I recently came across a patient being privately prescribed 168 liothyronine tablets. This particular patients (like many others) was refused supply of this drug on NHS prescription and due to ‘Brexit’ happening, he decided to get some extra tablets ‘just in case’. He was about to be amused.
Left with no choice, he was forced to look elsewhere (abroad) for affordable pharmacies. Germany? Prices cheaper than UK. This particular patient went with pharmacy he found in Turkey, raising questions about the source of the supply and quality of liothyronine. Generally EU prices for liothyronine are significantly cheaper than UK prices ranging from 2 pence to 26 pence per tablet, as comparing to UK, where cost per tablet is more than £9 (Thyroid UK, 2018).
Concordia, the producer of liothyronine in UK is currently under investigation by The Competition and Markets Authority (CMA) for ‘abusing its dominant position to overcharge the NHS by millions’ when supplying liothyronine (Gov UK, 2017).
Difference between liothyronine (T3) and levothyroxine (T4)
Both T3 and T4 are produced in the body by the thyroid gland. Levothyroxine is the synthetic form of thyroxine (T4), the main hormone produced by the thyroid gland (about 80%-90%). Once in the body T4 is converted into the active form T3. Liothyronine is the synthetic version of T3 hormone.
Is liothyronine (T3) better than levothyroxine (T4)?
No. Liothyronine (T3) is more potent form of the hormone then levothyroxine (T4). It has a quicker onset of action (starts to work faster), but it is also metabolised quicker, meaning it disappears from the body in faster pace than T4 (PJ, 2011). Clinical trials involving patients who were ‘blinded’ (not knowing which form of hormone was given) showed no difference between both drugs in term how patients felt (JAPC, 2018). These results conflict with the fact that many patients report feeling better when being treated with T3, and as I was told number of times it is ‘life changing’ treatment for some.
Liothyronine can have bigger impact on pulse rate and cardiovascular effects (PJ, 2011) and due to more difficulties in terms of dose adjustments and monitoring in long term it may increase risks of stroke and osteoporosis (JAPC, 2018).
Cost of supply liothyronine to NHS
In 2016/2017 NHS spent more than £34 mln on supplies of liothyronine. In contrast in 2006 this sum was just £600 000 (NHS England, 2017). This is mainly due to the cost of liothyronine, which increased by 6000% in recent years. Although following consultation in 2017 NHS England decided to continue supplies of liothyronine where levothyroxine does not manage patient’s condition, local Clinical Commissioning Groups (CCGs) simply refuse this medication from being supplied on NHS. This is possibly because liothyronine was included on the list of ‘items not routinely prescribed in primary care’. This of course does not mean banning/refusing the supply, something that came into place in many areas after this consultation.
All of this bring the issues of cost effectiveness (high price of medication versus lack of evidence for effectiveness) of treatment with liothyronine.
Use of levothyroxine is a standard treatment for hypothyroidism (NICE, 2018) and most patients will have their condition controlled with this medication. In rare situations treatment with liothyronine can be initiated as combination therapy and only by consultant NHS endocrinologists on trial basis (RMOC, 2018).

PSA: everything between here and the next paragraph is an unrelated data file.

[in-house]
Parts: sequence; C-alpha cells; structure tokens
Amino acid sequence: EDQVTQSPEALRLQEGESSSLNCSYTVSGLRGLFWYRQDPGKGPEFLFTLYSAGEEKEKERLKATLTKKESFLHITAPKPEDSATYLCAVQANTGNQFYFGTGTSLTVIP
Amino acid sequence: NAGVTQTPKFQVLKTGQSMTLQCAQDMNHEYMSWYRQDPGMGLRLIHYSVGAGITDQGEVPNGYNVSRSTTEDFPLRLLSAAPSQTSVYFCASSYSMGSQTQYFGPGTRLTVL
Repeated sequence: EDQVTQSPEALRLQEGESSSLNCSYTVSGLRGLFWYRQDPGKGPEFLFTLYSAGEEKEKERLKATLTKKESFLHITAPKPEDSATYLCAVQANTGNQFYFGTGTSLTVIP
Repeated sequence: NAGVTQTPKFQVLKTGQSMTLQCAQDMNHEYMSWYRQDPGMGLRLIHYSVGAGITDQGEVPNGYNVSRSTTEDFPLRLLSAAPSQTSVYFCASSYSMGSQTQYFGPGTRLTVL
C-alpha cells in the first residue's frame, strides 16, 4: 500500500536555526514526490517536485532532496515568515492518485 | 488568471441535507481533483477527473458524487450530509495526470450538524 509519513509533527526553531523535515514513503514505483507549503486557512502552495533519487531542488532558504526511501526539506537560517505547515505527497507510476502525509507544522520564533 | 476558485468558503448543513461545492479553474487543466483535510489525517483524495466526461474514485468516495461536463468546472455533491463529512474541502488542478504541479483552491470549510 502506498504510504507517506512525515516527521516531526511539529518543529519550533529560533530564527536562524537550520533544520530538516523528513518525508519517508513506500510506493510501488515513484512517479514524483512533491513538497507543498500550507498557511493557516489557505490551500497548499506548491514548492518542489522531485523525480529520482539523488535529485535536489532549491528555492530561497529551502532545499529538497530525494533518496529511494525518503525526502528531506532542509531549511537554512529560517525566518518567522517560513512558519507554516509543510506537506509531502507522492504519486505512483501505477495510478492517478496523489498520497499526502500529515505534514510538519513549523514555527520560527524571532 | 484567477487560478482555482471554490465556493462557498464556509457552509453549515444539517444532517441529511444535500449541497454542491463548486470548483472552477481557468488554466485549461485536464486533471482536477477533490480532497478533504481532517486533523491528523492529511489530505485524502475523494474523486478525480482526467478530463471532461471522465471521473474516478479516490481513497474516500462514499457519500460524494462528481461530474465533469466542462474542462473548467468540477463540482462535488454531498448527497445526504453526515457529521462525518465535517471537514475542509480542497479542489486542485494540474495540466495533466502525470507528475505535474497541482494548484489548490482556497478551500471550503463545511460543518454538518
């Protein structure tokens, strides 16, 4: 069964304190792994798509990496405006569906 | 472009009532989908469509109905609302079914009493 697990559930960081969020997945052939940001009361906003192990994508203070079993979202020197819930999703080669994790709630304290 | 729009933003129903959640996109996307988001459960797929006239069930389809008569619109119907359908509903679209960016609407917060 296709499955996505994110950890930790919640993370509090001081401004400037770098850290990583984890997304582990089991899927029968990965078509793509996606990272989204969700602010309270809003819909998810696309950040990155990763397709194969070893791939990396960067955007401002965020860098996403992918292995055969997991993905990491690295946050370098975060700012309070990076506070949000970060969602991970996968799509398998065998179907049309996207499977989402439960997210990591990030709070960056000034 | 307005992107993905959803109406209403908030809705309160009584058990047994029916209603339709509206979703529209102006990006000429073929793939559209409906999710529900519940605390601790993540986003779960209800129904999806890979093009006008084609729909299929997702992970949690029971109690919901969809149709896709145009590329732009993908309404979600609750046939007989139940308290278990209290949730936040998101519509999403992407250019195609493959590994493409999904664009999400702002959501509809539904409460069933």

Where to buy liothyronine in UK?
Almost all pharmacies will be able to supply liothyronine, however price of £250-£300 per box of 28 is standard price for this medication.
Where to buy liothyronine abroad (Thyroid UK)?
Please note you will need a private prescription from a GP or any registered UK prescriber. Although your GP will know what to write on private prescription, I would contact your chosen pharmacy, before getting your private script. This is just in case there are some specific/additional requirements for EU private prescriptions which are not in place in UK.
Examples of German pharmacies where liothyronine can be ordered. You can use Google translate to get a overview of each website, however some translation mistakes will be present.
Gov UK (2017). Drug company accused of abusing its position to overcharge the NHS. Available at: https://www.gov.uk/government/news/drug-company-accused-of-abusing-its-position-to-overcharge-the-nhs Accessed on 22/02/2019
JAPC (2018). Liothyronine not recommended for hypothyroidism Levothyroxine is the only recommended treatment for hypothyroidism in Derbyshire. Available at: http://www.derbyshiremedicinesmanagement.nhs.uk/assets/Clinical_Guidelines/Formulary_by_BNF_chapter_prescribing_guidelines/BNF_chapter_6/Liothyronine_position_statement.pdf Accessed on 22/02/2019
NHS England (2017). Items which should not be routinely prescribed in primary care: Guidance for CCG. Available at: https://www.england.nhs.uk/publication/items-which-should-not-be-routinely-prescribed-in-primary-care-guidance-for-ccgs/ (Accessed on 22/02/19)
NICE (2018). Hypothyroidism. Available at: https://cks.nice.org.uk/hypothyroidism#!scenario (Accessed on 23/02/19)
Pharmaceutical Journal (2011). Thyroid disorders management. Available at: https://www.pharmaceutical-journal.com/download?ac=1065114 (Accessed on 22/02/19)
RMOC (2018). Regional Medicines Optimisation Committee: Guidance – Prescribing of Liothyronine. Available at: https://www.sps.nhs.uk/wp-content/uploads/2018/11/RMOC-Liothyronine-Guidance-v2.0-final-1.pdf (Accessed on 23/02/19)
Thyroid UK (2018). Improving T3 prescription in the UK – a joint campaign on behalf of thyroid patients. Available at: http://thyroiduk.org/tuk/campaigns/T3-Campaign/Improving%20T3%20Prescription%20in%20the%20UK%20for%20Submission%20to%20NHS%20%20England%20(1).pdf (Accessed on 22/02/19)